By the first week of December, Christmas trees will have appeared on every Athenian square (the main one is lit ceremoniously on Syntagma Square). But it wasn’t so long ago that the more traditional karavaki (small boat) was the yuletide centrepiece, adorned with lights and ornaments. The custom began on the Greek islands, where sailors were often away from home for long periods of time. To celebrate the men’s safe return, locals decorated boats and placed them on the floor next to the fireplace, with bows pointed inwards to symbolise the journey home. Some neighbourhoods, usually those closer to the seaside, still observe this tradition.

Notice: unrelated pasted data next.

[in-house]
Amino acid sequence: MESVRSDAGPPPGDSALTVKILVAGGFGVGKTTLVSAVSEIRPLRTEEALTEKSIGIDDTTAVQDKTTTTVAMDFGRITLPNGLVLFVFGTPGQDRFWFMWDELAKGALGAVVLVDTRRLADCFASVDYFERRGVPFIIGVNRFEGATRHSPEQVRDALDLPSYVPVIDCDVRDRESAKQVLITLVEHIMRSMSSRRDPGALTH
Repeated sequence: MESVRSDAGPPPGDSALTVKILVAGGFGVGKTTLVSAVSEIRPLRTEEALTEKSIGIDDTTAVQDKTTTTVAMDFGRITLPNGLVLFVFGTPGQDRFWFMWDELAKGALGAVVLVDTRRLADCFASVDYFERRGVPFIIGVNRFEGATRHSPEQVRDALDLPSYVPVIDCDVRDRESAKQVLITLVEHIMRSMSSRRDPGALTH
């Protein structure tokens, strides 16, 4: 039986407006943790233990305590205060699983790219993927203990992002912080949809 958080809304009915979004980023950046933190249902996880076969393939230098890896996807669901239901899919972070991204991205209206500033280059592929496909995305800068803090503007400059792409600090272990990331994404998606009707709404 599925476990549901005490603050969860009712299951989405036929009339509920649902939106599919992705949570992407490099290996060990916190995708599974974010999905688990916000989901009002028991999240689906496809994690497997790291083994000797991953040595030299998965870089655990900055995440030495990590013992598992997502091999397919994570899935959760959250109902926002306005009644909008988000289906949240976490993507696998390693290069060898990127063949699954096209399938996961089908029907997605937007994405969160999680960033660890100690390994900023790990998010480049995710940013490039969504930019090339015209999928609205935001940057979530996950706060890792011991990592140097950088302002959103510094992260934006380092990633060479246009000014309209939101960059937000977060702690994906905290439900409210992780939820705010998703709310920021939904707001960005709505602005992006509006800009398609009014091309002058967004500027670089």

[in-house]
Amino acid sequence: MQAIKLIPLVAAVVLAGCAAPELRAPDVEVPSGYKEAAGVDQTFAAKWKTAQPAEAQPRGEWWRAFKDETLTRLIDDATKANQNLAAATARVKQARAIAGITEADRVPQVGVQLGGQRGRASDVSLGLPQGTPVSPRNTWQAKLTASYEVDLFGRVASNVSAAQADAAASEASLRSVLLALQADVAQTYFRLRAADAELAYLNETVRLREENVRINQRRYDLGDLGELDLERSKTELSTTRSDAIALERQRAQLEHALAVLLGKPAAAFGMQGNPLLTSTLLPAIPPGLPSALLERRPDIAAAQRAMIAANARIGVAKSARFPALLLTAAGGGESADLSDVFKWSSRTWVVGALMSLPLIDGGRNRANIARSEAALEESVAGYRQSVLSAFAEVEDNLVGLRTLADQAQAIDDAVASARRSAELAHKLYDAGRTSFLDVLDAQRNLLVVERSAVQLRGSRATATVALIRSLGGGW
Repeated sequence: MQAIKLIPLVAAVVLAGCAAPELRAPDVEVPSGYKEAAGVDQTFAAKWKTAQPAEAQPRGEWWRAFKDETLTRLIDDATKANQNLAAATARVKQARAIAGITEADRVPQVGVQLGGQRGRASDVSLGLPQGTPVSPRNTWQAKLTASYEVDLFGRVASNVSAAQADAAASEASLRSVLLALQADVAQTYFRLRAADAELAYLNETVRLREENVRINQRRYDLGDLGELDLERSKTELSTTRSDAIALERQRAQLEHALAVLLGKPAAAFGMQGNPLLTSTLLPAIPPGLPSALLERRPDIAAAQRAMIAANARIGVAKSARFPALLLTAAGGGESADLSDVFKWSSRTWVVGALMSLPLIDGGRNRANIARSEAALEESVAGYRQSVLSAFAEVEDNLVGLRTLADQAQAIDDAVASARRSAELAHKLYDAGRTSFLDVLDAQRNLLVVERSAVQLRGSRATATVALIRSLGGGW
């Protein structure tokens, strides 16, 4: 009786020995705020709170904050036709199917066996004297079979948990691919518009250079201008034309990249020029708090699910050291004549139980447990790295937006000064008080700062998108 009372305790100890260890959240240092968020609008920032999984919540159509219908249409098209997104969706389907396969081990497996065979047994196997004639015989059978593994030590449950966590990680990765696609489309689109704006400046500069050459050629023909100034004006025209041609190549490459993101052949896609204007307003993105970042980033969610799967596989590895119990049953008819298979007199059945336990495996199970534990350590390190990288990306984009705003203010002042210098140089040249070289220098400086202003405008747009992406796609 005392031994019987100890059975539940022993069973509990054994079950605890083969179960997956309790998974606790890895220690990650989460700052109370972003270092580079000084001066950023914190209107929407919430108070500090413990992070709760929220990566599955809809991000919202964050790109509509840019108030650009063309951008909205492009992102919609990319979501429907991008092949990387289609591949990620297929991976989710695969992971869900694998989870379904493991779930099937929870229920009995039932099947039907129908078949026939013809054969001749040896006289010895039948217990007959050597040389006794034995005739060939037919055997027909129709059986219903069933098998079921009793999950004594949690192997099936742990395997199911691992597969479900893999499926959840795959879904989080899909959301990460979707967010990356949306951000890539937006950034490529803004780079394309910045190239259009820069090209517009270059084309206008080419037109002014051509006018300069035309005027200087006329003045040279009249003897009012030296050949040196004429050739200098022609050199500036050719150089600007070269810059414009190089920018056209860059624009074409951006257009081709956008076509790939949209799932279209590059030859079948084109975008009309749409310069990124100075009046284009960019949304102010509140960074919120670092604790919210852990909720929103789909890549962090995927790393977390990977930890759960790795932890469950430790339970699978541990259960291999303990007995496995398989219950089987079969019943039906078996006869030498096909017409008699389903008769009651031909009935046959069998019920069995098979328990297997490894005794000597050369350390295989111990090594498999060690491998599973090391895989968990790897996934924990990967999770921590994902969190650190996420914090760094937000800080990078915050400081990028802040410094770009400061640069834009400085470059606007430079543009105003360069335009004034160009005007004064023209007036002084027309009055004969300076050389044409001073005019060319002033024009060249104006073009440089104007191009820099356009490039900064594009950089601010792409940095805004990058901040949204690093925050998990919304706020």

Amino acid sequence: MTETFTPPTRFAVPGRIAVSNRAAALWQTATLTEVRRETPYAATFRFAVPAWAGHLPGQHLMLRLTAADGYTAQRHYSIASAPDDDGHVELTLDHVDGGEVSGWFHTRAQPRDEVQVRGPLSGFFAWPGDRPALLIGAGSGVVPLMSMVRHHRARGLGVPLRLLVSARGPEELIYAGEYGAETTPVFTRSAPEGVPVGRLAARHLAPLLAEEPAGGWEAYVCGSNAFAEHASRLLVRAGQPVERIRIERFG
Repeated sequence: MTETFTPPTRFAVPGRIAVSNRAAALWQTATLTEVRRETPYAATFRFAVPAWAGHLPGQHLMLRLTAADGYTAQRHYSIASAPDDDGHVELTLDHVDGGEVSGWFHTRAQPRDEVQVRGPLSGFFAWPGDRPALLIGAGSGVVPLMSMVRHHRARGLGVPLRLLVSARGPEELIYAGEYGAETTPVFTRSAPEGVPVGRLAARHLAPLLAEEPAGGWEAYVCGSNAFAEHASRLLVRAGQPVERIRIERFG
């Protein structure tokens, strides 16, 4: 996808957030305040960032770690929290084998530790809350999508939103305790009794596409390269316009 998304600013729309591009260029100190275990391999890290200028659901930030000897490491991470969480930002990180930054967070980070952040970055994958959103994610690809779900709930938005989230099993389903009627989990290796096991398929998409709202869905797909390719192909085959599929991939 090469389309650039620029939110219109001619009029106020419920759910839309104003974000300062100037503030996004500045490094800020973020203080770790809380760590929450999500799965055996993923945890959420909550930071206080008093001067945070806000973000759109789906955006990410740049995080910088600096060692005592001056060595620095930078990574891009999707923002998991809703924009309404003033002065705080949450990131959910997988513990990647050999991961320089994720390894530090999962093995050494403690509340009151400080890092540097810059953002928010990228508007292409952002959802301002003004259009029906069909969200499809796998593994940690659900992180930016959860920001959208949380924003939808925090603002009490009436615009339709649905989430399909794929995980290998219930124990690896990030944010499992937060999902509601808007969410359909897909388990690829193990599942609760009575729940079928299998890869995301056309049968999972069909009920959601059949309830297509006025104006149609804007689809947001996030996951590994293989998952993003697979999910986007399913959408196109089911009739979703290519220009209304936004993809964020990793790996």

Then there’s the carolling. Traditionally, groups of children ring their neighbours’ doorbells from the early morning hours on December 24, 31 and January 6. Accompanied by a musical triangle, they sing the kalanta (Christmas jingles) and usually earn a fair amount of pocket money from their generous neighbours in return. These days, you’re likely to run into little carollers all over the city’s shops, restaurants and cafes, asking: “Na ta poume?” (Shall we sing for you?).
On New Year’s Day, pomegranates are smashed on doorsteps across Athens. The bright pink seeds that spread out as a result signify happiness and abundance for the family in the year ahead.